“Apart from provision of services, [a new] census helps in allocation of resources and representation. The result can also be another important economic tool, since it is the only means of accurately measuring the exact extent of migration. By comparing the results of successive censuses, and taking account of the number of births and deaths that have occurred over the same period, we get an accurate measure of net migration”, he explained.
Yel called on the citizens to support the exercise, which he described as one of the most important undertakings in any country in the world.
“I called on our people to support this exercise. It is important for everybody. It is important you as individual, your family, your parents, children and the whole country. It tells us who we are! It is an exercise done once after every five years. It gives a comprehensive picture of the social and living conditions of our people. Census provides complete detail right down to the smallest area and the results are an essential tool for effective policy, planning and decision making purposes”, he adds.
He revealed that the cabinet had resolved to hold a conference from which it expects donors and other development partners would make their contributions to support the the exercise but did not say how much the government expected to raise.
“We know that the exercise requires huge funds, materials and human resources but because of the necessity, the government despite all the financial challenges will definitely take the lead. The cabinet had also resolved that a donor conference should be held in March to solicit funds from to support the conduct of the exercise”, Yel told Sudan Tribune on Saturday.
He explained that the exercise will be conducted in phases some of which have been recommended to be carried out immediately after the cabinet had passed the budget.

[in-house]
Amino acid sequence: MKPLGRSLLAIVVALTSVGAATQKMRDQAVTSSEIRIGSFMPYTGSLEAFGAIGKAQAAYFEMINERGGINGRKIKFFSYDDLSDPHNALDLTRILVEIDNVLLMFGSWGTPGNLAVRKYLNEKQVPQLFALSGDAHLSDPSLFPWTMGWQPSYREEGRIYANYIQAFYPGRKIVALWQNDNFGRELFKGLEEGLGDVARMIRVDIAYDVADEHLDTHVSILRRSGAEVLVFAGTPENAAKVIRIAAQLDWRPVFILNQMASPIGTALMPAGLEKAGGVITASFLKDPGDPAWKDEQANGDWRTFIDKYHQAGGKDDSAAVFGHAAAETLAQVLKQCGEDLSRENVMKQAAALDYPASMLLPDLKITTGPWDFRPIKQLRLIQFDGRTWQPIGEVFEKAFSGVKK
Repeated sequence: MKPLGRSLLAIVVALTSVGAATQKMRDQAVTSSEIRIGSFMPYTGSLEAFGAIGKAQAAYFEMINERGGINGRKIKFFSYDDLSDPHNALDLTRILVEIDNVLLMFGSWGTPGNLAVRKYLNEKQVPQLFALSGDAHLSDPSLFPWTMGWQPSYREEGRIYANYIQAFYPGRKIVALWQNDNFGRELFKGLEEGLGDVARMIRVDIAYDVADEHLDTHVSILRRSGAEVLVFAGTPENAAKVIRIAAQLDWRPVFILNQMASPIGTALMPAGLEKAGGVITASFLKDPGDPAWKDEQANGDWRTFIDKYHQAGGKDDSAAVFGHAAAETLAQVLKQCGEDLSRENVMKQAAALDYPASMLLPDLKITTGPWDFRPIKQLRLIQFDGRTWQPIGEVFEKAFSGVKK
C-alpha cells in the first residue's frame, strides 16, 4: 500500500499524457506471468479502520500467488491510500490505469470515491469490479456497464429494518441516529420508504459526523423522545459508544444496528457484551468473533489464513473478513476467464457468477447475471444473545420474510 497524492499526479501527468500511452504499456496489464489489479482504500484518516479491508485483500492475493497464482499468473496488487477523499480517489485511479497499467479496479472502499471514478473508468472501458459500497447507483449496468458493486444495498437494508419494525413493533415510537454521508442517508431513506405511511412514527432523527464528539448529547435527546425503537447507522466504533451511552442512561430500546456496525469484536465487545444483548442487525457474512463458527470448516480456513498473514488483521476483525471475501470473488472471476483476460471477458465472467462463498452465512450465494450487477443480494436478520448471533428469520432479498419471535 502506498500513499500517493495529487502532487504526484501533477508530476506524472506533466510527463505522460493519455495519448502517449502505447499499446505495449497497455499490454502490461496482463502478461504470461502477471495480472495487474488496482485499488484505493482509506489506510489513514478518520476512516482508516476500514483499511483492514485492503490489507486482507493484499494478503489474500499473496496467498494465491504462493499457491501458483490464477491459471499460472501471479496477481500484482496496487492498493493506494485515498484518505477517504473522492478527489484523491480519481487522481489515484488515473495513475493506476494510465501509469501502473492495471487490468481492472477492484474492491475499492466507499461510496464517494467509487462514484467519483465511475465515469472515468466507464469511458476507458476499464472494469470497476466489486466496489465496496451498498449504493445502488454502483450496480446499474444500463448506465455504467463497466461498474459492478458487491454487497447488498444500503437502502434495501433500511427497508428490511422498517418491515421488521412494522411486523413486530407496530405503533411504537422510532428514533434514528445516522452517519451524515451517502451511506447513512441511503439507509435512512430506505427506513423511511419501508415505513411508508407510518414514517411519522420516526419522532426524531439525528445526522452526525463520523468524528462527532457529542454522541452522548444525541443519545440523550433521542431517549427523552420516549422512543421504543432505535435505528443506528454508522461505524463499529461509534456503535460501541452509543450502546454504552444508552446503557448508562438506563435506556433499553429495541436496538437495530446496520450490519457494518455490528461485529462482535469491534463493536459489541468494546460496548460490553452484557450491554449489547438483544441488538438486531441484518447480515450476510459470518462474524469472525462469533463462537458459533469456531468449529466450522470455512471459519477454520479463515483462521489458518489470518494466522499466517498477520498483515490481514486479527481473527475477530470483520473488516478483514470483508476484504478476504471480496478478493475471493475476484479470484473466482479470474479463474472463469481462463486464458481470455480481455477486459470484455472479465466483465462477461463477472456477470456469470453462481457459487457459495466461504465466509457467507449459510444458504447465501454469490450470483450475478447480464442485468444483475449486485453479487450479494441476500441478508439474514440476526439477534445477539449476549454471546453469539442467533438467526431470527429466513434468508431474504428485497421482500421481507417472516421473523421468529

Isaiah Chol Aruai, chairperson of the commission said the institution had already completed technical preparation but that the commission could not start implementing some of its activities because the government did not approve the budget to support the conduct.
“We have been ready as a commission. The technical aspects are not the cause of the delay. The main challenge has been lack of funds”, Aruai said.
He explained that one of the first phases will be training staff of the commission and those who will participate in the exercise to impart knowledge on main characteristics of the population in the country and to better understand the interrelationships of the population and development as well as building a sustainable data system and make available any information which the government and various institutions may require for development and other activities.
The official explained that the training will equip and develop skills of the staff in the use of Geographic Information System (GIS), data collection, data processing, analysis, data dissemination and utilisation; to improve availability, accessibility and utilisation of census outputs in a timely manner; to identify population characteristics for the purpose of guiding social-economic policies and programs; to update the enumeration area maps and maps for use in sampling frame for inter-censual surveys; to establish an integrated GIS for the purpose of producing thematic maps; and to build a data processing system that produce tables for publication and further analysis as well as proper archiving of census data.